Example 1: Ms. Gonzalez hires attorney Laurel Banks. Ms. Banks’ legal services agreement has a contingency fee arrangement for one third of the recovery to be paid to the attorney upon recovery of a settlement or judgment, but outlines that if her services are terminated prior to the conclusion of the representation, then she is to get paid $300 per hour for the time spent working on the case as her "reasonable value" of the services rendered. Ms. Gonzalez feels the case is not progressing as fast as she would like even though settlement offers have been exchanged between Ms. Banks and the insurance company. After 40 hours of work by Ms. Banks, a new attorney, Mr. Fred Flyer is hired by Ms. Gonzalez to take over the case. Within three weeks and only about 10 hours of actual work, Mr. Flyer gets a settlement of $100,000.00 for Ms. Gonzalez. In this situation, while Ms. Banks did most of the work, her legal services agreement limits her recovery to $12,000, at the same time, Mr. Flyer secures over $21,000 for his minimal services.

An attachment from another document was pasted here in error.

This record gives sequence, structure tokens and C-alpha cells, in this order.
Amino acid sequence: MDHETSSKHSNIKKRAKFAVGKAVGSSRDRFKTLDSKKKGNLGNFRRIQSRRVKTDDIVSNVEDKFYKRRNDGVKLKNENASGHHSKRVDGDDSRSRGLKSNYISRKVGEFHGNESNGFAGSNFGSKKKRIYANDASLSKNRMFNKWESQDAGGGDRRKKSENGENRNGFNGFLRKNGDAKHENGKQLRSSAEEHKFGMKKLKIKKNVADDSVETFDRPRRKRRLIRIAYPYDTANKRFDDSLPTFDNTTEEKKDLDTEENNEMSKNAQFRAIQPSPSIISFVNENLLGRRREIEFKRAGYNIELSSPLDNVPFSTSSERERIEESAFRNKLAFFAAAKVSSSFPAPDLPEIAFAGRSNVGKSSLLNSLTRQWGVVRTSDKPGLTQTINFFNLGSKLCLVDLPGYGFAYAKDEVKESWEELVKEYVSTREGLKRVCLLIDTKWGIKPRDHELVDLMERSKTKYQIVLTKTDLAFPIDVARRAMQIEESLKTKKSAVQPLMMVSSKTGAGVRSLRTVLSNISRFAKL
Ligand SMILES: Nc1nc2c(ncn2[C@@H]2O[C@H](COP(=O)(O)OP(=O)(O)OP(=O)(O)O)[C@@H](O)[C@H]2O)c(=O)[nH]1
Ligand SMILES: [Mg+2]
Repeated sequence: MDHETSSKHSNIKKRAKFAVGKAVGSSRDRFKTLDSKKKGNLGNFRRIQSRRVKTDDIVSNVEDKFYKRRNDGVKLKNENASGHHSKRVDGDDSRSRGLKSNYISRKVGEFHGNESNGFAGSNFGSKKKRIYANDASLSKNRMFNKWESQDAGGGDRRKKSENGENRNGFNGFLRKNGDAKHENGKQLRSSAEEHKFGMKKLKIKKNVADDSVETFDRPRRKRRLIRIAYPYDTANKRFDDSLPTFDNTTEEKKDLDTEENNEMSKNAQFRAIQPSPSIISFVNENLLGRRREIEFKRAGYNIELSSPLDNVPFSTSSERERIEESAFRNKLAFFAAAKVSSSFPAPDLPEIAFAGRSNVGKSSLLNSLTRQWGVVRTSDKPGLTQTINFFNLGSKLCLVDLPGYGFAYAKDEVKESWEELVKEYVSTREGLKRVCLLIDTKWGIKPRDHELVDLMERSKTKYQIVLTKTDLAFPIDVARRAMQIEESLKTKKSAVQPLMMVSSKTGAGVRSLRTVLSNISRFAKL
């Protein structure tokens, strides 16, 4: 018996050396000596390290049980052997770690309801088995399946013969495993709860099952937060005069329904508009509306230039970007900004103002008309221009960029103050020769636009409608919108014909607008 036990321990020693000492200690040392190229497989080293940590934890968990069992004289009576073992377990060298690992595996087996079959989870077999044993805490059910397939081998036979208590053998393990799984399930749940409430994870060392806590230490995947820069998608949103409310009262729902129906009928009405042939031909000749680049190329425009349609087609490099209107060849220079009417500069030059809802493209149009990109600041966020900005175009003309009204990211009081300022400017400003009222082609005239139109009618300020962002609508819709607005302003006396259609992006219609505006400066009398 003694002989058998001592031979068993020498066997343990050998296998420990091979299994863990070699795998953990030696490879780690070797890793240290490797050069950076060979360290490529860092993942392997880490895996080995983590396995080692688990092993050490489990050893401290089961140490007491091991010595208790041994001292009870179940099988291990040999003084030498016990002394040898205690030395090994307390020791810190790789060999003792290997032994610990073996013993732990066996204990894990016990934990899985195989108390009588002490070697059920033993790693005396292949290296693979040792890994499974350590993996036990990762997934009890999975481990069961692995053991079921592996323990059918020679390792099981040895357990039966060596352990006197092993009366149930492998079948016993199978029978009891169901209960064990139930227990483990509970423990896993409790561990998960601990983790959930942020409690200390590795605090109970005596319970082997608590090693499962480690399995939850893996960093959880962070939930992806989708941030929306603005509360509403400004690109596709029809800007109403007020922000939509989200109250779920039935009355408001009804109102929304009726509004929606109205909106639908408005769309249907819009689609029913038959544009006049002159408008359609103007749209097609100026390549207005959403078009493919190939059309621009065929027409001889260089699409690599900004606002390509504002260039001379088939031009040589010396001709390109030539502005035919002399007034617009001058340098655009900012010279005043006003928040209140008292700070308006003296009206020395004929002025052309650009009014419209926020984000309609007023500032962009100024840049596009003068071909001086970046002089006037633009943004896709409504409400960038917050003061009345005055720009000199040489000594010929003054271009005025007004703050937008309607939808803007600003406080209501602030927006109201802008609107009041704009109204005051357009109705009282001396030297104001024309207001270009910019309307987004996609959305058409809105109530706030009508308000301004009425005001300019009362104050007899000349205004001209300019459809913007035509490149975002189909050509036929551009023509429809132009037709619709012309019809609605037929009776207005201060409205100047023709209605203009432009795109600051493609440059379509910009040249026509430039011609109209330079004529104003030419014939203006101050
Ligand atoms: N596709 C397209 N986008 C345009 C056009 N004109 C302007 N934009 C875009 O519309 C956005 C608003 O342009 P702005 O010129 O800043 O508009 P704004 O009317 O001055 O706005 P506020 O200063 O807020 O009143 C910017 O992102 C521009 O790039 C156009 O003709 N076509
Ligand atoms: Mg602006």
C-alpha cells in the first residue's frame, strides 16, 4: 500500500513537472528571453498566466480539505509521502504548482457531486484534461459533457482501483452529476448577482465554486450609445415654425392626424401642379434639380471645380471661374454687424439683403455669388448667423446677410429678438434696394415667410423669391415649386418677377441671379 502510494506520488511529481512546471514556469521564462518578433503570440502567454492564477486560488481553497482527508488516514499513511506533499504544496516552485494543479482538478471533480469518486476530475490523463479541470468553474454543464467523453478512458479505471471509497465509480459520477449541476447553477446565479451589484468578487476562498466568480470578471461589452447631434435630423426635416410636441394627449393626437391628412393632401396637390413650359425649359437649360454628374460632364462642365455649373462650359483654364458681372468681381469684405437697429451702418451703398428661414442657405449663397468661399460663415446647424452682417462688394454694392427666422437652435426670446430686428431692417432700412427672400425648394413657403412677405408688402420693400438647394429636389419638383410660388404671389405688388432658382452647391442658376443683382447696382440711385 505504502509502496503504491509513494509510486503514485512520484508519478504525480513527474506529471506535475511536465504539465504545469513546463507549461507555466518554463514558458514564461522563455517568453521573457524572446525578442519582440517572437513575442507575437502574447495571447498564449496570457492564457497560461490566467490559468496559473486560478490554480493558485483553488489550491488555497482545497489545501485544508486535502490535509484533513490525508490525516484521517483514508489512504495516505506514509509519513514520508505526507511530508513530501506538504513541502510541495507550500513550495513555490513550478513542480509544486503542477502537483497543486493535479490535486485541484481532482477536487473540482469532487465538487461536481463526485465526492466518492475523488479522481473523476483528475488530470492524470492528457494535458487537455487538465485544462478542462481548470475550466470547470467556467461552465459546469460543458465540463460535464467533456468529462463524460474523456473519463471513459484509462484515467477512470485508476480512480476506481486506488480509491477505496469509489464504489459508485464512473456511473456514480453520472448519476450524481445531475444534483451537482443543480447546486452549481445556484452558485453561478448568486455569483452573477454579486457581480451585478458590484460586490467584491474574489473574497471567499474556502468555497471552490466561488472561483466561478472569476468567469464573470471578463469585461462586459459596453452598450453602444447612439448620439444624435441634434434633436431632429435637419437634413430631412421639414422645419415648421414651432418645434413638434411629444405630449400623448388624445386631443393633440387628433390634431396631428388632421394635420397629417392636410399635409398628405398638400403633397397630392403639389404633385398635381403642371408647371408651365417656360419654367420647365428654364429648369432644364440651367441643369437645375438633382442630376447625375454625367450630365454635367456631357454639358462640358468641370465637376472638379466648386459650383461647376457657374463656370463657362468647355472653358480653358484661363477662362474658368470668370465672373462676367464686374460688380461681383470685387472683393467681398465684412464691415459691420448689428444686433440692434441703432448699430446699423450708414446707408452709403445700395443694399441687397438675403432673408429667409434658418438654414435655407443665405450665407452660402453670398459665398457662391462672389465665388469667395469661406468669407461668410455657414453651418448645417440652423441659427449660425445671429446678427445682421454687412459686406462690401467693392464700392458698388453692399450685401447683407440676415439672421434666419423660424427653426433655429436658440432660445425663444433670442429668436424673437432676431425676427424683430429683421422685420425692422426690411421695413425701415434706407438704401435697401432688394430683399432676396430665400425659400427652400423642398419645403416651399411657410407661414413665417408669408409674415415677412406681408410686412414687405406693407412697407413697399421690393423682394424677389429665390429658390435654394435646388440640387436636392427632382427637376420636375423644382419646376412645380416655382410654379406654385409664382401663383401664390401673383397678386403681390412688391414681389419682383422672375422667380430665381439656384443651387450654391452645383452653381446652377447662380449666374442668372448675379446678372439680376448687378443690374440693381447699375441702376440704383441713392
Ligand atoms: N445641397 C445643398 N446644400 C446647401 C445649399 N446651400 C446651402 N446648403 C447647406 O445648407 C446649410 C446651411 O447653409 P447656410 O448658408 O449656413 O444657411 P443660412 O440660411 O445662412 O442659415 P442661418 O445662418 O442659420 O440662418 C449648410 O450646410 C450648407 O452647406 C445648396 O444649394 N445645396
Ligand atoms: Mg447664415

Alter this example a bit where Mr. Flyer spends 50 hours working on the case, but the jury only awards $50,000.00 to Ms. Gonzalez for her injuries. This means there is about $16,660 in legal fees to be paid, but Ms. Banks’ claim is for $12,000. Mr. Flyer, even though he spent more time on the case, would be limited to $4,660 in fees. That is obviously not a fair and just result, and if challenged, would probably be re-allocated by a judge or arbitrator to more accurately provide a "reasonable value" of the services between both attorneys despite the hourly rate claim by Ms Banks. Ultimately, Ms. Banks’ fees would have to be reduced while Mr. Flyer’s fees increased to properly compensate the competing attorneys. In either scenario, the client’s payment for the legal services would not change.